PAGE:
Garson Romalis, © Garson Romalis Published: Monday, February 04, 2008
What follows are remarks delivered by Canadian abortion doctor Garson Romalis on Jan. 25, at the University of Toronto Law School's Symposium to Mark the 20th Anniversary of R. vs. Morgentaler.
I am honoured to be speaking today, and honoured to call Henry Morgentaler my friend.
I have been an abortion provider since 1972. Why do I do abortions, and why do I continue to do abortions, despite two murder attempts?
The first time I started to think about abortion was in 1960, when I was in second year medical school. I was assigned the case of a young woman who had died of a septic abortion. She had aborted herself using slippery elm bark.
I had never heard of slippery elm. A buddy and I went down to skid row, and without too much difficulty, purchased some slippery elm bark to use as a visual aid in our presentation. Slippery elm is not sterile, and frequently contains spores of the bacteria that cause gas gangrene. It is called slippery elm because, when it gets wet, it feels slippery. This makes it easier to slide slender pieces through the cervix where they absorb water, expand, dilate the cervix, produce infection and induce abortion. The young woman in our case developed an overwhelming infection. At autopsy she had multiple abscesses throughout her body, in her brain, lungs, liver and abdomen.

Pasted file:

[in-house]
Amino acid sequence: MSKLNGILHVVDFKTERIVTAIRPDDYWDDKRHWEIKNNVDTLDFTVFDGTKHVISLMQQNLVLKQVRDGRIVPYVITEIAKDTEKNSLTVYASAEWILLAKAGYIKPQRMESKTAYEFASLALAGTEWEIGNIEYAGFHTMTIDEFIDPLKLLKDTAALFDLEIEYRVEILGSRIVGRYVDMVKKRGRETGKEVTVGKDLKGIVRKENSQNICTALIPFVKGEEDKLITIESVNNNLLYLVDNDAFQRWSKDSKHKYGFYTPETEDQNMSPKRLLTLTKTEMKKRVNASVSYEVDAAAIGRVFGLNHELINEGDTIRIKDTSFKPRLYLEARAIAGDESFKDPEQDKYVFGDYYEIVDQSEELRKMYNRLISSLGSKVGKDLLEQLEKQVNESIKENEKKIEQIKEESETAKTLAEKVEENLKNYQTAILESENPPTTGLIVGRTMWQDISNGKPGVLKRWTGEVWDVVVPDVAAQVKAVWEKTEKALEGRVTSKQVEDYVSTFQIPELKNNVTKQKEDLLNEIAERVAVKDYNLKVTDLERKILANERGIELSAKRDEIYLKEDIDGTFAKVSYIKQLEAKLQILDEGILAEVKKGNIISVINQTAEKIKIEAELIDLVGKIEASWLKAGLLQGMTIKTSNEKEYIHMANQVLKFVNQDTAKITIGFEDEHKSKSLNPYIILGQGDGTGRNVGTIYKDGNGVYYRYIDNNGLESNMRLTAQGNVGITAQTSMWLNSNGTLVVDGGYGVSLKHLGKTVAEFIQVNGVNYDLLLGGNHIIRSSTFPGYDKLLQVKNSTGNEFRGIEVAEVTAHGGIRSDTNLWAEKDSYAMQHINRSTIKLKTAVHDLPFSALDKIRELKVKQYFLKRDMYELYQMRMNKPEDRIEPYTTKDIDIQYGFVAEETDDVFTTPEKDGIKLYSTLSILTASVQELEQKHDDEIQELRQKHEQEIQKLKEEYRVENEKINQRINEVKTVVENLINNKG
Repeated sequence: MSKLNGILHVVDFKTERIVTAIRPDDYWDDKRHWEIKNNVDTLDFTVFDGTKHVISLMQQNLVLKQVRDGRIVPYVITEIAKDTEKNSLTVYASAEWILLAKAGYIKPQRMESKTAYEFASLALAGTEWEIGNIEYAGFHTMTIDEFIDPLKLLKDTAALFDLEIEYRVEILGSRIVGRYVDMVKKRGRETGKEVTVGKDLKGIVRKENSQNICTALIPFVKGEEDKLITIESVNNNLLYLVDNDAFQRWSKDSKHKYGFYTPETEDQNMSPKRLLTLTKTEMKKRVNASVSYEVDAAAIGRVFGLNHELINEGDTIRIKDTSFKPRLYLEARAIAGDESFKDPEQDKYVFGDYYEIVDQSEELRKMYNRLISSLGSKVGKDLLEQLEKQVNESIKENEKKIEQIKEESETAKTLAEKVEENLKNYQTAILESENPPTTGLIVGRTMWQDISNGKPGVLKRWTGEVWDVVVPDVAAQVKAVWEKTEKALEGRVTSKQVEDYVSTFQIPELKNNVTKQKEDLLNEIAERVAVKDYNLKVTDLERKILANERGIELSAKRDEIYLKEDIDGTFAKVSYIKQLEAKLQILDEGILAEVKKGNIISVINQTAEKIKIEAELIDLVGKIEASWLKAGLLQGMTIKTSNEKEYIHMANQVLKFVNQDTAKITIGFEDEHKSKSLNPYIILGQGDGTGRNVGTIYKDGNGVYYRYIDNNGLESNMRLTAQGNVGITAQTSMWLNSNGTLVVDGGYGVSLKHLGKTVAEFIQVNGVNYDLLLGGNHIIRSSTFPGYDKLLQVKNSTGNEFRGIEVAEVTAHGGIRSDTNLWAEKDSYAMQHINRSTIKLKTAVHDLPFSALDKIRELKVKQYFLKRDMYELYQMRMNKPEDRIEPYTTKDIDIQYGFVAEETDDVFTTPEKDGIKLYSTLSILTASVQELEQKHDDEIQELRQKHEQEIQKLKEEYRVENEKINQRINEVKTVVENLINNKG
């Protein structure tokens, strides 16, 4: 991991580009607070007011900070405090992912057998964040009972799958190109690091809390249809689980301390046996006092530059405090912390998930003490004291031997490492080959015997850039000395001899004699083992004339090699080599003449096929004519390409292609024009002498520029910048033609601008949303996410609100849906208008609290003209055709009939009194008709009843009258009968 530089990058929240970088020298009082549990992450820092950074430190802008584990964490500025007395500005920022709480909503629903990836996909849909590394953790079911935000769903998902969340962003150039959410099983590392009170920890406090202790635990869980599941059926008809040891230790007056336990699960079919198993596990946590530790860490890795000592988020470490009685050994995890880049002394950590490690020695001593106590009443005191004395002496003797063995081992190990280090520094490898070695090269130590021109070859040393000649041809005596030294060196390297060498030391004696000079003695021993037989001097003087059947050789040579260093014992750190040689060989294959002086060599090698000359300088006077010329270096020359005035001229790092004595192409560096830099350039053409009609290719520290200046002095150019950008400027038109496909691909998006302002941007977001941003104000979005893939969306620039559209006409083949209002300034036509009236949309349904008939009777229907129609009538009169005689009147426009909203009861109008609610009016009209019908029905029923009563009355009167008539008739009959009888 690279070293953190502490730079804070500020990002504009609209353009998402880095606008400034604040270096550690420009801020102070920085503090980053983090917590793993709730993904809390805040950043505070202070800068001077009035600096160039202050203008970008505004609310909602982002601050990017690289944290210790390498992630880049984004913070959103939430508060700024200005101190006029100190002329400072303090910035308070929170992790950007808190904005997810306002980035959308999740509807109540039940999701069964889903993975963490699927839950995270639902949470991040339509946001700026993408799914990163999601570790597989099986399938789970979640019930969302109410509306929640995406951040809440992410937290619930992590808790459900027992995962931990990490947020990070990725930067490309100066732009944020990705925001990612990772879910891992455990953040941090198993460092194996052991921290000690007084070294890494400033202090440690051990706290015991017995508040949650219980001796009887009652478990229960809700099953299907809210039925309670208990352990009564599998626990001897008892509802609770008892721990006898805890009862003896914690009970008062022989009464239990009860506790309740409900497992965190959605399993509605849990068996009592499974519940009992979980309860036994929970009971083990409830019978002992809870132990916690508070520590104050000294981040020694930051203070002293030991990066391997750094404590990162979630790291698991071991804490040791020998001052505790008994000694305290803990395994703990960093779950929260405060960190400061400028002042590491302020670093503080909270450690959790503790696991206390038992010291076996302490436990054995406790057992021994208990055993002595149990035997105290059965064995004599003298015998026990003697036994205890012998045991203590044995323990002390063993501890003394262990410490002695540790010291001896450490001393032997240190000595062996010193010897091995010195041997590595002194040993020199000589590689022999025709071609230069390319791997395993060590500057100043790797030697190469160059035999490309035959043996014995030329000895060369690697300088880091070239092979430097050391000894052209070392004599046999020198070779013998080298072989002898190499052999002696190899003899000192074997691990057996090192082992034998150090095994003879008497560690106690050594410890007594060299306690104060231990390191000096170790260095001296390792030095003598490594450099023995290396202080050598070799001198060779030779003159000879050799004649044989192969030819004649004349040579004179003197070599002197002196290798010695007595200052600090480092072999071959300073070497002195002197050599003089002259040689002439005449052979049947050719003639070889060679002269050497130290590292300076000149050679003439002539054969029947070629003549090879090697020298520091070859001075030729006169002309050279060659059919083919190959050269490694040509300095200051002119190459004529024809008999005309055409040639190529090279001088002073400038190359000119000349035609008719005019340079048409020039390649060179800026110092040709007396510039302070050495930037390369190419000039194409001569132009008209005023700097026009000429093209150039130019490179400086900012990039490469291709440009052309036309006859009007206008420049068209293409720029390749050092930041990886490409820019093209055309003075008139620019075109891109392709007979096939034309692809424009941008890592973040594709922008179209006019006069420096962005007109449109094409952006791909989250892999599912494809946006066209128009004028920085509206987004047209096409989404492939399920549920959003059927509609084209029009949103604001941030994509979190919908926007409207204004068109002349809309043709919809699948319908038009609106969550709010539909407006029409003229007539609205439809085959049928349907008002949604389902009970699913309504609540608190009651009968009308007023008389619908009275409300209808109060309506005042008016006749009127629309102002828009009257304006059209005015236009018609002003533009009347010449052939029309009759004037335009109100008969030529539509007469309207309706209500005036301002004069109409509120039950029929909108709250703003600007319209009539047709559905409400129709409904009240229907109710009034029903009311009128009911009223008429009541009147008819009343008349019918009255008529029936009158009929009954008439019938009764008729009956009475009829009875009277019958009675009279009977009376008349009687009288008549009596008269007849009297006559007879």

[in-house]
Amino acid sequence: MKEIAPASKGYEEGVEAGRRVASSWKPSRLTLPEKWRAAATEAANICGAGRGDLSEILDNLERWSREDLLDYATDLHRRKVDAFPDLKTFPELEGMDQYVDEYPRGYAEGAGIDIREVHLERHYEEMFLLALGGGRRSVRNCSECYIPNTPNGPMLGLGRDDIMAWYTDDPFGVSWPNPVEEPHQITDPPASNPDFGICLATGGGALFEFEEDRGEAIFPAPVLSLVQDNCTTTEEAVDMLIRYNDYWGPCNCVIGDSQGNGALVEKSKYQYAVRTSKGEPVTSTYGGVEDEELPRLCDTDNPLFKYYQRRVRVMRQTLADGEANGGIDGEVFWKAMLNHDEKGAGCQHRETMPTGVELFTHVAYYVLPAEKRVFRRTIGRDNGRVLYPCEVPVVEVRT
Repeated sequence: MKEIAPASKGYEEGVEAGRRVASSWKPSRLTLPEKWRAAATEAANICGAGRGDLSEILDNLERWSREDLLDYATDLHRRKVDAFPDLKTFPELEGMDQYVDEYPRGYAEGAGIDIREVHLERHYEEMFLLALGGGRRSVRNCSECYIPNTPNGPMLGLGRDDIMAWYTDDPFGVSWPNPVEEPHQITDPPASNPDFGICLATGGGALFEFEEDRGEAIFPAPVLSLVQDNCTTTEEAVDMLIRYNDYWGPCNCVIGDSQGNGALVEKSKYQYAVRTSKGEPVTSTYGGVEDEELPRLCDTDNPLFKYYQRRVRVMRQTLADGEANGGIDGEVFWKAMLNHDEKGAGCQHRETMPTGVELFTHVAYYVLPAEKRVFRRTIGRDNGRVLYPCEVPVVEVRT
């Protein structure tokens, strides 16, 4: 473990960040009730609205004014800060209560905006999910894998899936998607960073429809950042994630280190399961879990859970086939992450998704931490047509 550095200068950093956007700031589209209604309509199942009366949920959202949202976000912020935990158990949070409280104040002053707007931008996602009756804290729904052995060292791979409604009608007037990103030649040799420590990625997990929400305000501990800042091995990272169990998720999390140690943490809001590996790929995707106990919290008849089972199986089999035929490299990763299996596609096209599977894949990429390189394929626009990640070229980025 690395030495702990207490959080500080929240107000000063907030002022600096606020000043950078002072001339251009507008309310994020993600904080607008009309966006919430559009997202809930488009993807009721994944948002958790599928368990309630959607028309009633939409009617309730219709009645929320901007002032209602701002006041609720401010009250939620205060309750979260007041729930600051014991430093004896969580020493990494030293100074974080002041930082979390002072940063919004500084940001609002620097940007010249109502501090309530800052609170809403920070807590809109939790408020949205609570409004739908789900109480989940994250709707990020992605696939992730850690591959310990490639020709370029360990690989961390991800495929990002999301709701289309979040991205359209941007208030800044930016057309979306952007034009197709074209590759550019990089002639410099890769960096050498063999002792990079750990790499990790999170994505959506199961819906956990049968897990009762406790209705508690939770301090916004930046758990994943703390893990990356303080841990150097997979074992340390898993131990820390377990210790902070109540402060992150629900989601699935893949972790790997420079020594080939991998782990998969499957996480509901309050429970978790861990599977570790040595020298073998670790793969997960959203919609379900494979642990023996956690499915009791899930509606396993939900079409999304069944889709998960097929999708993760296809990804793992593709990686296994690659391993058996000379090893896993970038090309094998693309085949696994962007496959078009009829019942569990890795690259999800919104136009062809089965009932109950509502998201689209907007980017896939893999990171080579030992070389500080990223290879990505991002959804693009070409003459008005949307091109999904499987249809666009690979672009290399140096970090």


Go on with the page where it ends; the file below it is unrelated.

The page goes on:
I have never forgotten that case.
After I graduated from University of British Columbia medical school in 1962, I went to Chicago, where I served my internship and Ob/Gyn residency at Cook County Hospital. At that time, Cook County had about 3,000 beds, and served a mainly indigent population. If you were really sick, or really poor, or both, Cook County was where you went.
The first month of my internship was spent on Ward 41, the septic obstetrics ward. Yes, it's hard to believe now, but in those days, they had one ward dedicated exclusively to septic complications of pregnancy.
About 90% of the patients were there with complications of septic abortion. The ward had about 40 beds, in addition to extra beds which lined the halls. Each day we admitted between 10-30 septic abortion patients. We had about one death a month, usually from septic shock associated with hemorrhage.
I will never forget the 17-year-old girl lying on a stretcher with 6 feet of small bowel protruding from her vagina. She survived.
I will never forget the jaundiced woman in liver and kidney failure, in septic shock, with very severe anemia, whose life we were unable to save.
Today, in Canada and the U.S., septic shock from illegal abortion is virtually never seen. Like smallpox, it is a "disappeared disease."
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